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Hospital Market Structure and the Behavior of Not-for-Profit Hospitals: Evidence from Responses to California's Disproportionate Share Program

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  • Mark Duggan

Abstract

I exploit a plausibly exogenous change in hospital financial incentives to examine whether the behavior of private not-for-profit hospitals varies with the share of nearby hospitals organized as for-profit firms. My results show that not-for-profit hospitals in for-profit intensive areas are significantly more responsive to an increased incentive to treat low-income patients insured by the Medicaid program than are other not-for-profit providers. The heterogeneity in behavior is not due to differences in financial constraints but is instead likely driven by different degrees of market competitiveness in areas with one or more for-profit hospitals. The observed variation in the governing boards of not-for-profit hospitals across market areas supports the hypothesis that increased for-profit penetration makes these facilities more profit-oriented.

Suggested Citation

  • Mark Duggan, 2000. "Hospital Market Structure and the Behavior of Not-for-Profit Hospitals: Evidence from Responses to California's Disproportionate Share Program," NBER Working Papers 7966, National Bureau of Economic Research, Inc.
  • Handle: RePEc:nbr:nberwo:7966
    Note: HC PE
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    1. Daniel P. Kessler & Mark B. McClellan, 2000. "Is Hospital Competition Socially Wasteful?," The Quarterly Journal of Economics, Oxford University Press, vol. 115(2), pages 577-615.
    2. Gruber, Jonathan, 1994. "The effect of competitive pressure on charity: Hospital responses to price shopping in California," Journal of Health Economics, Elsevier, vol. 13(2), pages 183-211, July.
    3. Mark B. McClellan & Douglas O. Staiger, 2000. "Comparing Hospital Quality at For-Profit and Not- for-Profit Hospitals," NBER Chapters,in: The Changing Hospital Industry: Comparing For-Profit and Not-for-Profit Institutions, pages 93-112 National Bureau of Economic Research, Inc.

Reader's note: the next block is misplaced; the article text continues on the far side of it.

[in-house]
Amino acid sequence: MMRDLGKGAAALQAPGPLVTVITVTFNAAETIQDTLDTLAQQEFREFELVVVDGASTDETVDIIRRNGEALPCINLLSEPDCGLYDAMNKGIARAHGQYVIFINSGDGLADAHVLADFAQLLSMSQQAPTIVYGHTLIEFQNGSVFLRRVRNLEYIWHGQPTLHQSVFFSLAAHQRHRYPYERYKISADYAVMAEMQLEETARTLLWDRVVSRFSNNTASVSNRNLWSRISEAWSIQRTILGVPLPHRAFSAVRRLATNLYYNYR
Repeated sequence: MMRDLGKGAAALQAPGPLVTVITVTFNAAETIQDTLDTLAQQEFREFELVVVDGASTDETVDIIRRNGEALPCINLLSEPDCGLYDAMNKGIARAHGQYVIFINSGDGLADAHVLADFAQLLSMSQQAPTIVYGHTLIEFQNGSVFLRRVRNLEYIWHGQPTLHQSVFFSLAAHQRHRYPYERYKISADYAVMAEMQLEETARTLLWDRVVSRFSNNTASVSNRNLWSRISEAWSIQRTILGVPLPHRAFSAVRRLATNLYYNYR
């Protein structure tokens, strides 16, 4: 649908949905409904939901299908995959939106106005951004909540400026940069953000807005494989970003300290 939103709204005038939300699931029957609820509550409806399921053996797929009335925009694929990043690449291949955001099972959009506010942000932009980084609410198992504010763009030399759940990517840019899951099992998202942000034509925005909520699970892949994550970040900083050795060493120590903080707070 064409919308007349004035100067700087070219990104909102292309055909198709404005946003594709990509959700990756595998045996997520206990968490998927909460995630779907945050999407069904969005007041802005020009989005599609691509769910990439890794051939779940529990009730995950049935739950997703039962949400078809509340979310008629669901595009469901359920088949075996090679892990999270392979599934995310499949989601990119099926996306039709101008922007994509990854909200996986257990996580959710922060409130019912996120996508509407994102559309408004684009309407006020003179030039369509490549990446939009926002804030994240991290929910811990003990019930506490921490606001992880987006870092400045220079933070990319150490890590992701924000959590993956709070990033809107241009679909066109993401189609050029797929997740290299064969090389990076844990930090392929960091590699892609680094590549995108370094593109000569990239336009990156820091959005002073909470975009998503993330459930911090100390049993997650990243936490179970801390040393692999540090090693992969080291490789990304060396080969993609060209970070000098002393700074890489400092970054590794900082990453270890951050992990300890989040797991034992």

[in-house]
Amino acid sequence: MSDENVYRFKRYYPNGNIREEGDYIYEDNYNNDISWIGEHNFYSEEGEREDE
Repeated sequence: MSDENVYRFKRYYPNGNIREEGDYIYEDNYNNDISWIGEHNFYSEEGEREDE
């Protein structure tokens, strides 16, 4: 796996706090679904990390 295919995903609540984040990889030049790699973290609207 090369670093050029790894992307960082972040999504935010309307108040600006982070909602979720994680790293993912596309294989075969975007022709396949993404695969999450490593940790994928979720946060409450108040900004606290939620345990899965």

4. Newhouse, Joseph P, 1970. "Toward a Theory of Nonprofit Institutions: An Economic Model of a Hospital," American Economic Review, American Economic Association, vol. 60(1), pages 64-74, March.
    5. Feldstein, Martin S, 1971. "Hospital Cost Inflation: A Study of Nonprofit Price Dynamics," American Economic Review, American Economic Association, vol. 61(5), pages 853-872, December.
    6. Mark G. Duggan, 2000. "Hospital Ownership and Public Medical Spending," The Quarterly Journal of Economics, Oxford University Press, vol. 115(4), pages 1343-1373.
    7. Edward C. Norton & Douglas O. Staiger, 1994. "How Hospital Ownership Affects Access to Care for the Uninsured," RAND Journal of Economics, The RAND Corporation, vol. 25(1), pages 171-185, Spring.
    8. Tomas Philipson & Darius Lakdawalla, "undated". "Nonprofit Production," University of Chicago - Population Research Center 97-8, Chicago - Population Research Center.
    9. Elaine Silverman & Jonathan Skinner, 2001. "Are For-Profit Hospitals Really Different? Medicare Upcoding and Market Structure," NBER Working Papers 8133, National Bureau of Economic Research, Inc.
    10. David M. Cutler & Jonathan Gruber, 1996. "Does Public Insurance Crowd out Private Insurance?," The Quarterly Journal of Economics, Oxford University Press, vol. 111(2), pages 391-430.
    11. Currie, Janet & Gruber, Jonathan, 1996. "Saving Babies: The Efficacy and Cost of Recent Changes in the Medicaid Eligibility of Pregnant Women," Journal of Political Economy, University of Chicago Press, vol. 104(6), pages 1263-1296, December.
    12. S. Baranzoni & P. Bianchi & L. Lambertini, 2000. "Multiproduct Firms, Product Differentiation, and Market Structure," Working Papers 368, Dipartimento Scienze Economiche, Universita' di Bologna.
    13. David M. Cutler & Jill R. Horwitz, 1998. "Converting Hospitals from Not-for-profit to For-profit Status," NBER Working Papers 6672, National Bureau of Economic Research, Inc.
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    Cited by:

    1. Frank A. Sloan, 2002. "Hospital Ownership Conversions: Defining the Appropriate Public Oversight Role," NBER Chapters,in: Frontiers in Health Policy Research, Volume 5, pages 123-166 National Bureau of Economic Research, Inc.
    2. Anna Aizer & Adriana Lleras-Muney & Mark Stabile, 2004. "Access to Care, Provider Choice and Racial Disparities," NBER Working Papers 10445, National Bureau of Economic Research, Inc.
    3. Karen Eggleston & Richard Zeckhauser, 2002. "Government Contracting for Health Care," Discussion Papers Series, Department of Economics, Tufts University 0202, Department of Economics, Tufts University.
    4. Gillian Currie & Cam Donaldson & Mingshan Lu, 2003. "What Does Canada Profit from the For-Profit Debate on Health Care?," Canadian Public Policy, University of Toronto Press, vol. 29(2), pages 227-251, June.
    5. repec:eee:ecoedu:v:58:y:2017:i:c:p:43-54 is not listed on IDEAS

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